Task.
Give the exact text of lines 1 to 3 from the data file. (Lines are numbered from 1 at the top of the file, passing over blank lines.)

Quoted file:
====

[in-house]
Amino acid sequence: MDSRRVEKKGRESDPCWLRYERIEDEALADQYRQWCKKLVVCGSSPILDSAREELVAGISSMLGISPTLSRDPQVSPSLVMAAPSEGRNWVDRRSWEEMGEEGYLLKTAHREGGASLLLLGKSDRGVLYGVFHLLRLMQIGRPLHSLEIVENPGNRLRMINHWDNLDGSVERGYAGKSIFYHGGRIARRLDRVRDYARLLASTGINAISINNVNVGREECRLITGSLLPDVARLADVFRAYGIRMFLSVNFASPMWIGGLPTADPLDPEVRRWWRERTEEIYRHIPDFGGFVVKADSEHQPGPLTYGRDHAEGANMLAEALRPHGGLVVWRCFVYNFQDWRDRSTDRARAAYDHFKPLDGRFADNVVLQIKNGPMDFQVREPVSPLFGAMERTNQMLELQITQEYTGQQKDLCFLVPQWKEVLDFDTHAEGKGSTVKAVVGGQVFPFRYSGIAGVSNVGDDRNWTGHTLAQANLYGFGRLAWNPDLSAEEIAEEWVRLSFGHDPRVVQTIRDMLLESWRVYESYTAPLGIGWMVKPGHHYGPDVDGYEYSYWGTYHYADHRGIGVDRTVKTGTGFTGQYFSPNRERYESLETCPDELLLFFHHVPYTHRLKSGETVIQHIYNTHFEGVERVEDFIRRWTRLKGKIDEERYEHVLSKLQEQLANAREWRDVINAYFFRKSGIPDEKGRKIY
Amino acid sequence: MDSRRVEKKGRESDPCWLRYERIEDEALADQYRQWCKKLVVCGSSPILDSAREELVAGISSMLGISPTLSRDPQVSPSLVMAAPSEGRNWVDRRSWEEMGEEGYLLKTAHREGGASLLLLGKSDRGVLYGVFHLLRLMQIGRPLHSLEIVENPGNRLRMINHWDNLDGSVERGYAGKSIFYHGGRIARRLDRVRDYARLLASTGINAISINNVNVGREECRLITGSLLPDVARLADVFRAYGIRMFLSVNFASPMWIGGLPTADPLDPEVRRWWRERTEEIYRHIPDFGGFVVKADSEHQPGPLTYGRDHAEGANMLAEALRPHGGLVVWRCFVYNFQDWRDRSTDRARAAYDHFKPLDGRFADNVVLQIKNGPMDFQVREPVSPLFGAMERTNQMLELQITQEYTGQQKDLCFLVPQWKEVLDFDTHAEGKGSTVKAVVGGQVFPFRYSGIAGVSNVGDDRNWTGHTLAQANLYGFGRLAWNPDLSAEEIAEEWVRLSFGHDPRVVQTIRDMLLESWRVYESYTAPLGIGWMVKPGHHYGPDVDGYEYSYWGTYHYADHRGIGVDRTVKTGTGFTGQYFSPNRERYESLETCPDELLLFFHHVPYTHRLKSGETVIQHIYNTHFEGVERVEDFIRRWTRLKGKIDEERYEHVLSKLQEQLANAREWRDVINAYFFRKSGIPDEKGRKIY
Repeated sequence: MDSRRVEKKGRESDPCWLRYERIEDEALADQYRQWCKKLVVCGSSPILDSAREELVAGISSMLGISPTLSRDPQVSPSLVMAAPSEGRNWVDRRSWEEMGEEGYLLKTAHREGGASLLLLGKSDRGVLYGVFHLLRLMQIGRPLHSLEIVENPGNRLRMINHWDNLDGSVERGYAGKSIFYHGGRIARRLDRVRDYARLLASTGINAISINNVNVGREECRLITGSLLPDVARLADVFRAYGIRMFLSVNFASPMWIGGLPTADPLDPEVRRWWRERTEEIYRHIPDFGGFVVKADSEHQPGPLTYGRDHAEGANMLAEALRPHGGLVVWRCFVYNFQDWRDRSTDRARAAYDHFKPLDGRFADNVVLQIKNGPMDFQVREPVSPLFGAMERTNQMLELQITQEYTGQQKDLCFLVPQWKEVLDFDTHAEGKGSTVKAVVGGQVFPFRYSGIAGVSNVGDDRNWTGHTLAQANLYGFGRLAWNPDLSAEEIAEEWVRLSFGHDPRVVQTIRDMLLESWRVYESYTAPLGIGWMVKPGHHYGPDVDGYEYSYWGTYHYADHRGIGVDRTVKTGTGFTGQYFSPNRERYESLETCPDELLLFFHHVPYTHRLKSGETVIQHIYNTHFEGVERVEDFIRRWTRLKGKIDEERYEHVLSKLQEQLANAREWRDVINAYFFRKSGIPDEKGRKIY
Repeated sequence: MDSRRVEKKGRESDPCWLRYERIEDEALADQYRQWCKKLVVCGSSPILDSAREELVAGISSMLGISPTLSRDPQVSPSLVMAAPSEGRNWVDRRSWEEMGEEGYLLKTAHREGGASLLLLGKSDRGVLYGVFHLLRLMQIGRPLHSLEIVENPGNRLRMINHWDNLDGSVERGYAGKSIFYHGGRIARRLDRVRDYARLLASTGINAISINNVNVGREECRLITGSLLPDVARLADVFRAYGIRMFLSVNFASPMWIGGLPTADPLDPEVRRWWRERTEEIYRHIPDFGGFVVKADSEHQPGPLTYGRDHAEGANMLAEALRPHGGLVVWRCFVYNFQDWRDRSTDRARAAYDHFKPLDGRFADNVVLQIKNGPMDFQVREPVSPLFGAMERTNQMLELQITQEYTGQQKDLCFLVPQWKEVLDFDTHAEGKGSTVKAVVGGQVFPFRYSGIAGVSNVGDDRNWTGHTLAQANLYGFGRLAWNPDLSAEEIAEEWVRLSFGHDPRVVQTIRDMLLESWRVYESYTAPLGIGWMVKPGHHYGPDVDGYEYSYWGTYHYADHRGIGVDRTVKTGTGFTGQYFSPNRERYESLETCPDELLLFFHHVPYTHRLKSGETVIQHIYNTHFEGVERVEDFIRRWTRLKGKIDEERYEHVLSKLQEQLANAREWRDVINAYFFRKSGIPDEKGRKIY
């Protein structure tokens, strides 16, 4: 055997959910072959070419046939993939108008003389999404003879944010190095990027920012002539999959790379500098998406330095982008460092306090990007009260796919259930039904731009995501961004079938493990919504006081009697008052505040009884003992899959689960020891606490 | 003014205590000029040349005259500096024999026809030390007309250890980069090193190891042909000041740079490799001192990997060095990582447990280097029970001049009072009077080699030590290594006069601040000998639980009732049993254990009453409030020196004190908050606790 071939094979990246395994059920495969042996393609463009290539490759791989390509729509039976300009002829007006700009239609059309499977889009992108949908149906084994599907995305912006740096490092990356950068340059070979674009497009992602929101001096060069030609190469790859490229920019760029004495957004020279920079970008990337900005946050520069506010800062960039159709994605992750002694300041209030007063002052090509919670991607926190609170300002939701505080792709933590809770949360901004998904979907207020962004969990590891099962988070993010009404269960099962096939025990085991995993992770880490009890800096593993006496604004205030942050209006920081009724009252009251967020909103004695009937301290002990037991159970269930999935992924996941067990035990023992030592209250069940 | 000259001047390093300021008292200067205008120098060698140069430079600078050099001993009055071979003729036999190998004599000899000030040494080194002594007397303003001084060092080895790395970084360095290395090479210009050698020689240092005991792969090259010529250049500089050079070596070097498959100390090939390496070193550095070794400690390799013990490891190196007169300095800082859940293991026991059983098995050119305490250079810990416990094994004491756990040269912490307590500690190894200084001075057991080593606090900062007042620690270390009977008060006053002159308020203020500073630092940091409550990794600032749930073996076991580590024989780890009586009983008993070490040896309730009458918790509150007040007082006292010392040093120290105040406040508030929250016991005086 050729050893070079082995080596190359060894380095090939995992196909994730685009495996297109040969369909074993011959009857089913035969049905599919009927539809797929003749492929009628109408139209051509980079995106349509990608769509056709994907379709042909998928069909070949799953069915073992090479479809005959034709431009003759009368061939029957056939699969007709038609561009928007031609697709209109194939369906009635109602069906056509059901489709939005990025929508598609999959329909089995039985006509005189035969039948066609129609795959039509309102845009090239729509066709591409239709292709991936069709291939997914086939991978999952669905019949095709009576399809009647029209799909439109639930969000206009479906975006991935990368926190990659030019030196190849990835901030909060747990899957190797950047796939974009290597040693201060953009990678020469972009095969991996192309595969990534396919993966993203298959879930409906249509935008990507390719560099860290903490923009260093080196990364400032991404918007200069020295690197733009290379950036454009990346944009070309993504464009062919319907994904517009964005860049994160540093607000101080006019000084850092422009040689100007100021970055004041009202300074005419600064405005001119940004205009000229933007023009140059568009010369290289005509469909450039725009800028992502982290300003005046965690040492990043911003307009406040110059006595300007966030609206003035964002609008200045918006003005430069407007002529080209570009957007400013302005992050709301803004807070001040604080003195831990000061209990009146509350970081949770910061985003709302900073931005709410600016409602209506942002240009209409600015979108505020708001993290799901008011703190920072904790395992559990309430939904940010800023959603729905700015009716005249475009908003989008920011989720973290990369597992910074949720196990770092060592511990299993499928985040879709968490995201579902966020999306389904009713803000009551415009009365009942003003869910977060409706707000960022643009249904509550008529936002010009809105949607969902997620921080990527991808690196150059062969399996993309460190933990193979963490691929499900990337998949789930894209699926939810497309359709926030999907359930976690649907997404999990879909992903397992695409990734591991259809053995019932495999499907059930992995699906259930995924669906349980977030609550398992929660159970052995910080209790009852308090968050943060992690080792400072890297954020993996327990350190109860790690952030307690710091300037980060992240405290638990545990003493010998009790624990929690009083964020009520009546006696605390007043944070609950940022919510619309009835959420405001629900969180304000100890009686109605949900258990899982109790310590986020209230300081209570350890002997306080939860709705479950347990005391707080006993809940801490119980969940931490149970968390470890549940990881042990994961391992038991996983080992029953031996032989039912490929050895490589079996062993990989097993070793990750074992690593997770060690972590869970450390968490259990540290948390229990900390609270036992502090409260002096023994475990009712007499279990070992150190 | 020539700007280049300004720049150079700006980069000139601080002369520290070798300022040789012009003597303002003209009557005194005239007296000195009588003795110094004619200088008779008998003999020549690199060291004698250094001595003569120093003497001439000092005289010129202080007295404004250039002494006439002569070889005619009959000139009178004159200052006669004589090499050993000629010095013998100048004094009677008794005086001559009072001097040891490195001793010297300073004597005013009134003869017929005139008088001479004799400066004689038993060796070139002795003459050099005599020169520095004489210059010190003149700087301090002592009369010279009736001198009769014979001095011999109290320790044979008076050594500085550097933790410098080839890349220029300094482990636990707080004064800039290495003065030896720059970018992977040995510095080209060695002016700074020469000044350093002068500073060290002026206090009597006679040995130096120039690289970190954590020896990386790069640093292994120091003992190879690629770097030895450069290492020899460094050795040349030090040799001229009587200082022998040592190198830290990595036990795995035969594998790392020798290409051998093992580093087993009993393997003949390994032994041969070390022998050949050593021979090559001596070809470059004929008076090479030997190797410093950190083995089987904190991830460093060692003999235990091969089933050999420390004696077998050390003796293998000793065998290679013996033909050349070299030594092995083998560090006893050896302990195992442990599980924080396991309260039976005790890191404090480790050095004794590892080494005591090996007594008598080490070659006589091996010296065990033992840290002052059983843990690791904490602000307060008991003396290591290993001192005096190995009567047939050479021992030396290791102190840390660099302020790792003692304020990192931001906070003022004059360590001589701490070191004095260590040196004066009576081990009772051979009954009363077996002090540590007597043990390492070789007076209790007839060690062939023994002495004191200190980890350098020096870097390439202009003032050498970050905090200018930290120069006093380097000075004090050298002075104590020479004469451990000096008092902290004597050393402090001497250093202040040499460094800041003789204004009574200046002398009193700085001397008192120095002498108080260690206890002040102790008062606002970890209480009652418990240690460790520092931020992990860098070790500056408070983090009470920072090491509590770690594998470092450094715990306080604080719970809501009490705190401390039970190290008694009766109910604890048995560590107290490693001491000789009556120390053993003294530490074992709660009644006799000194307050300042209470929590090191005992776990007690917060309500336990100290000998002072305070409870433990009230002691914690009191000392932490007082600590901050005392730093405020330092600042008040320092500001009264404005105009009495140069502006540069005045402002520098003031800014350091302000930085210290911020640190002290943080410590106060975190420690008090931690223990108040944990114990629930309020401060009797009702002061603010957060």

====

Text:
[in-house]
Amino acid sequence: MDSRRVEKKGRESDPCWLRYERIEDEALADQYRQWCKKLVVCGSSPILDSAREELVAGISSMLGISPTLSRDPQVSPSLVMAAPSEGRNWVDRRSWEEMGEEGYLLKTAHREGGASLLLLGKSDRGVLYGVFHLLRLMQIGRPLHSLEIVENPGNRLRMINHWDNLDGSVERGYAGKSIFYHGGRIARRLDRVRDYARLLASTGINAISINNVNVGREECRLITGSLLPDVARLADVFRAYGIRMFLSVNFASPMWIGGLPTADPLDPEVRRWWRERTEEIYRHIPDFGGFVVKADSEHQPGPLTYGRDHAEGANMLAEALRPHGGLVVWRCFVYNFQDWRDRSTDRARAAYDHFKPLDGRFADNVVLQIKNGPMDFQVREPVSPLFGAMERTNQMLELQITQEYTGQQKDLCFLVPQWKEVLDFDTHAEGKGSTVKAVVGGQVFPFRYSGIAGVSNVGDDRNWTGHTLAQANLYGFGRLAWNPDLSAEEIAEEWVRLSFGHDPRVVQTIRDMLLESWRVYESYTAPLGIGWMVKPGHHYGPDVDGYEYSYWGTYHYADHRGIGVDRTVKTGTGFTGQYFSPNRERYESLETCPDELLLFFHHVPYTHRLKSGETVIQHIYNTHFEGVERVEDFIRRWTRLKGKIDEERYEHVLSKLQEQLANAREWRDVINAYFFRKSGIPDEKGRKIY
Amino acid sequence: MDSRRVEKKGRESDPCWLRYERIEDEALADQYRQWCKKLVVCGSSPILDSAREELVAGISSMLGISPTLSRDPQVSPSLVMAAPSEGRNWVDRRSWEEMGEEGYLLKTAHREGGASLLLLGKSDRGVLYGVFHLLRLMQIGRPLHSLEIVENPGNRLRMINHWDNLDGSVERGYAGKSIFYHGGRIARRLDRVRDYARLLASTGINAISINNVNVGREECRLITGSLLPDVARLADVFRAYGIRMFLSVNFASPMWIGGLPTADPLDPEVRRWWRERTEEIYRHIPDFGGFVVKADSEHQPGPLTYGRDHAEGANMLAEALRPHGGLVVWRCFVYNFQDWRDRSTDRARAAYDHFKPLDGRFADNVVLQIKNGPMDFQVREPVSPLFGAMERTNQMLELQITQEYTGQQKDLCFLVPQWKEVLDFDTHAEGKGSTVKAVVGGQVFPFRYSGIAGVSNVGDDRNWTGHTLAQANLYGFGRLAWNPDLSAEEIAEEWVRLSFGHDPRVVQTIRDMLLESWRVYESYTAPLGIGWMVKPGHHYGPDVDGYEYSYWGTYHYADHRGIGVDRTVKTGTGFTGQYFSPNRERYESLETCPDELLLFFHHVPYTHRLKSGETVIQHIYNTHFEGVERVEDFIRRWTRLKGKIDEERYEHVLSKLQEQLANAREWRDVINAYFFRKSGIPDEKGRKIY